Get out the microscope, because we’re going through this poem line-by-line.
The deepest feeling always shows itself in silence;
not in silence, but restraint."
- We're still not sure how to feel about what the father has been saying. Do we agree with him or not? Does the speaker seem to agree with him?
- But we have to admit, these last two lines are pretty powerful. Isn't it often true that when we're deeply moved by something, we find ourselves speechless? Or we find that words are inadequate in expressing how we feel? Clearly we read literature and we write about it, so we have a lot of faith in words, but sometimes talking a lot about an intense experience makes us feel a bit like we're cheapening it. The speaker's father says that keeping silent about something can prove how much you care about it.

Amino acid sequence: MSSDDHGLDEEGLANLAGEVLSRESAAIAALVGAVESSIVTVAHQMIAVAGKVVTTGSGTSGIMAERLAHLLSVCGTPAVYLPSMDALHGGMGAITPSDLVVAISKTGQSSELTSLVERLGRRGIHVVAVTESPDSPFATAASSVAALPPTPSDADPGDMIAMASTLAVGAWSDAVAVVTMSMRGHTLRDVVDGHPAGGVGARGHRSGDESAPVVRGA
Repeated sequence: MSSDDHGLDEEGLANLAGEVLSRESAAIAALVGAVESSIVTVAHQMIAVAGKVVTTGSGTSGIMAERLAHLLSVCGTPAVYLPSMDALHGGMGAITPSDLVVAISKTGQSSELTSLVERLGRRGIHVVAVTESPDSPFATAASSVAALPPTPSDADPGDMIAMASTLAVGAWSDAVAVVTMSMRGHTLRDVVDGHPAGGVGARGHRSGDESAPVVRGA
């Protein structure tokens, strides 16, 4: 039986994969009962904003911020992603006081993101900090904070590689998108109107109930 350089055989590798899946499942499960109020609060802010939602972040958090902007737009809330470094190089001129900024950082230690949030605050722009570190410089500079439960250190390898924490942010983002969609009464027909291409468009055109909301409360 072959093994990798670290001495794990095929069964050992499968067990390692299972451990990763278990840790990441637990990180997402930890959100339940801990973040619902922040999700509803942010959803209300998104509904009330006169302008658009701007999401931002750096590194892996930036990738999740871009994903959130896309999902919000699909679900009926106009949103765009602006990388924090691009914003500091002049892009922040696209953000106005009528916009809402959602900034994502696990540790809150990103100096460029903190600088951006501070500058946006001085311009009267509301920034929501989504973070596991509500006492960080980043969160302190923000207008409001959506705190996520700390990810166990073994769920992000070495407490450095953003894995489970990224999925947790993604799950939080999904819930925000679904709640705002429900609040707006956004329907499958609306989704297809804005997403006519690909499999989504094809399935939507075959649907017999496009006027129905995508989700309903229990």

- How does silence show anything? Isn't silence just…silence? In line 12, the speaker's father revises his statement, saying that it's not silence but restraint that shows the deepest feeling. In other words, you have to indicate, somehow, that you're saying less than you could, that you're deliberately holding back.
- Funnily enough, the father gets this across by saying more than he could have. Instead of just saying, "The deepest feeling always shows itself in restraint," in one straightforward line, he spreads out this idea into two lines.